Published on July 7th, 2016 | by Sarah Maria Medina



Sound like gunfire pops through night—the cathedral letting off fireworks. When I wake, I pull clumps of mud from my hair. It fell from the walls and wove into my unkempt braids. My lungs ache from the dust that falls onto the stone dirt floor. Luz finds a dead bird hit by a firework from the church, its wings spread out in flight. Dark gray. Divinity and I burry the bird in the wild garden. Her small child body bends, her mouth close to the ground. She sings an ancient lullaby. We search for a rock by the river, and place it over the dirt grave. Then we leave behind the mud house: the dust, the humidity, the water lilies that survive the garbage flooded river.

The freeway long between Mexico City and the mountain town, we pass through Veracruz in Luz’s truck, roll the windows to the air that brings back Havana and San Juan. Luz prefers the cold mountain air, but I turn to inhale what could only be called the past: Dolores on the hill above Marianna, closing her eyes to the heat.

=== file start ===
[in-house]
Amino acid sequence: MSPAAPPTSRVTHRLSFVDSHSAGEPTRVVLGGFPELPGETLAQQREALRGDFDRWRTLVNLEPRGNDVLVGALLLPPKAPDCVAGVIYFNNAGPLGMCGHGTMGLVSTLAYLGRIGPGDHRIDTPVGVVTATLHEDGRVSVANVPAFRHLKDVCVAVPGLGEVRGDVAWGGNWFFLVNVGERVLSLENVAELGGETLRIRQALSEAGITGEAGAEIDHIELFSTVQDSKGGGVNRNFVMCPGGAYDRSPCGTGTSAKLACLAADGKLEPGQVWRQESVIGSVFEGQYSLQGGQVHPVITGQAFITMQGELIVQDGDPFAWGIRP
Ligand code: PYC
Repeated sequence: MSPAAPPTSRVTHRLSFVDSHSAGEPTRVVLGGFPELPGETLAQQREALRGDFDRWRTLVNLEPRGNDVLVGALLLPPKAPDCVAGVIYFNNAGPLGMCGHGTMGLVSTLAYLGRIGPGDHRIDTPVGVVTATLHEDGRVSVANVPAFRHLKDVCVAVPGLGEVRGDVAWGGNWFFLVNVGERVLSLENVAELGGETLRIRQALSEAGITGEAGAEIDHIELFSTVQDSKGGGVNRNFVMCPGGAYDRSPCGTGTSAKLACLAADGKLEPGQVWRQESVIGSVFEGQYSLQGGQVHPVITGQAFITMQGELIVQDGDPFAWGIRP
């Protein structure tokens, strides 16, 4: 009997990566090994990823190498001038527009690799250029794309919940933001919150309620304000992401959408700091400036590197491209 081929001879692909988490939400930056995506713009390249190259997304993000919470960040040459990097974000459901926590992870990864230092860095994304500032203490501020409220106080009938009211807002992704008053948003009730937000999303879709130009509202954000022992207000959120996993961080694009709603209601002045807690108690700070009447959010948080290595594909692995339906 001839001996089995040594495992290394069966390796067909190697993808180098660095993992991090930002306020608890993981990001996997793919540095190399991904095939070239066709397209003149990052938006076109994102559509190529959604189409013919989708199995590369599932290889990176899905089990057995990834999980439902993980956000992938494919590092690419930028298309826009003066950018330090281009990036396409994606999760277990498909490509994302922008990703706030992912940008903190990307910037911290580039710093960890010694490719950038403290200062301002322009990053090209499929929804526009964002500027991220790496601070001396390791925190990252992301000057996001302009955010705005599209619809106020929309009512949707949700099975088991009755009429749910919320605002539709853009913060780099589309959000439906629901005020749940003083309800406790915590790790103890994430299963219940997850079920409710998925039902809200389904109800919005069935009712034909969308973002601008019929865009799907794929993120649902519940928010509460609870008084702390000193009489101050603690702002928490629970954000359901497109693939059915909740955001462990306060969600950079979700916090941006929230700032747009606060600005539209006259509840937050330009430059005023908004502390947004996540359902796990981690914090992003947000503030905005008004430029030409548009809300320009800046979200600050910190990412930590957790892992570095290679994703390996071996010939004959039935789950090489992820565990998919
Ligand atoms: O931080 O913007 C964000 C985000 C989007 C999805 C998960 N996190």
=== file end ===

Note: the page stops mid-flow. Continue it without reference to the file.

Luz turns up the radio, the famous Mexican drug cartel leader, Chapo Guzman, caught and jailed. And then Luz says we can no longer be together. Divinity asleep in the back, my face salt wet to the wind. There is too much to hold between us: the violence of our childhoods, constructed walls between our countries, children lost in the desert, their bones found later, the child with the swollen chin outside the pharmacy, mountain peyote ceremonies, the city where Luz runs against neon lights.